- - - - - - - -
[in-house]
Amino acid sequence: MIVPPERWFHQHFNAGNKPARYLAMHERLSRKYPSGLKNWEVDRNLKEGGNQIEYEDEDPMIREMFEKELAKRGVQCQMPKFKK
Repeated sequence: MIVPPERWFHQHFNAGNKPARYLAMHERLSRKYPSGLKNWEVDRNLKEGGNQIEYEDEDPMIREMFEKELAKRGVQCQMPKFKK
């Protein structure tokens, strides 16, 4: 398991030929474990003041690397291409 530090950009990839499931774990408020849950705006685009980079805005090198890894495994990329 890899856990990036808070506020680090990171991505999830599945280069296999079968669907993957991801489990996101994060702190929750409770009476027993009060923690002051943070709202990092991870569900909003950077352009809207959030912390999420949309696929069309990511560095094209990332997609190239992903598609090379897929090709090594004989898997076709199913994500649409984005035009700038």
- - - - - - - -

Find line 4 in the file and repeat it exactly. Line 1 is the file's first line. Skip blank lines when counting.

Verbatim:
């Protein structure tokens, strides 16, 4: 398991030929474990003041690397291409 530090950009990839499931774990408020849950705006685009980079805005090198890894495994990329 890899856990990036808070506020680090990171991505999830599945280069296999079968669907993957991801489990996101994060702190929750409770009476027993009060923690002051943070709202990092991870569900909003950077352009809207959030912390999420949309696929069309990511560095094209990332997609190239992903598609090379897929090709090594004989898997076709199913994500649409984005035009700038």